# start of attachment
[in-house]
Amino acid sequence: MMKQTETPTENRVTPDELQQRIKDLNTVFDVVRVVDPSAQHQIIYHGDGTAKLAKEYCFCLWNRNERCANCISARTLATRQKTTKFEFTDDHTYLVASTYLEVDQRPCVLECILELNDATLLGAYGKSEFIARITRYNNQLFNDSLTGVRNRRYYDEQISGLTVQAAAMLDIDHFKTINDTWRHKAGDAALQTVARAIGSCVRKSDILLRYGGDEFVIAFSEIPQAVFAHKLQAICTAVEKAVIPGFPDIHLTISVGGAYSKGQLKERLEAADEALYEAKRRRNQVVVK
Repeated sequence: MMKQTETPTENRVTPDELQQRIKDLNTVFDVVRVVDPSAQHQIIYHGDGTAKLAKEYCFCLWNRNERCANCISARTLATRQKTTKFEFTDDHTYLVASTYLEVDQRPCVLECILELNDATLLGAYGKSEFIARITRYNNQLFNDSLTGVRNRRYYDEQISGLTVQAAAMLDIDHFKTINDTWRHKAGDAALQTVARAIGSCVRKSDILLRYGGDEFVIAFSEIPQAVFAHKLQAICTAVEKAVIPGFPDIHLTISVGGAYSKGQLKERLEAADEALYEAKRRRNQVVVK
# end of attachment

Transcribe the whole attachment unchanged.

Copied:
[in-house]
Amino acid sequence: MMKQTETPTENRVTPDELQQRIKDLNTVFDVVRVVDPSAQHQIIYHGDGTAKLAKEYCFCLWNRNERCANCISARTLATRQKTTKFEFTDDHTYLVASTYLEVDQRPCVLECILELNDATLLGAYGKSEFIARITRYNNQLFNDSLTGVRNRRYYDEQISGLTVQAAAMLDIDHFKTINDTWRHKAGDAALQTVARAIGSCVRKSDILLRYGGDEFVIAFSEIPQAVFAHKLQAICTAVEKAVIPGFPDIHLTISVGGAYSKGQLKERLEAADEALYEAKRRRNQVVVK
Repeated sequence: MMKQTETPTENRVTPDELQQRIKDLNTVFDVVRVVDPSAQHQIIYHGDGTAKLAKEYCFCLWNRNERCANCISARTLATRQKTTKFEFTDDHTYLVASTYLEVDQRPCVLECILELNDATLLGAYGKSEFIARITRYNNQLFNDSLTGVRNRRYYDEQISGLTVQAAAMLDIDHFKTINDTWRHKAGDAALQTVARAIGSCVRKSDILLRYGGDEFVIAFSEIPQAVFAHKLQAICTAVEKAVIPGFPDIHLTISVGGAYSKGQLKERLEAADEALYEAKRRRNQVVVK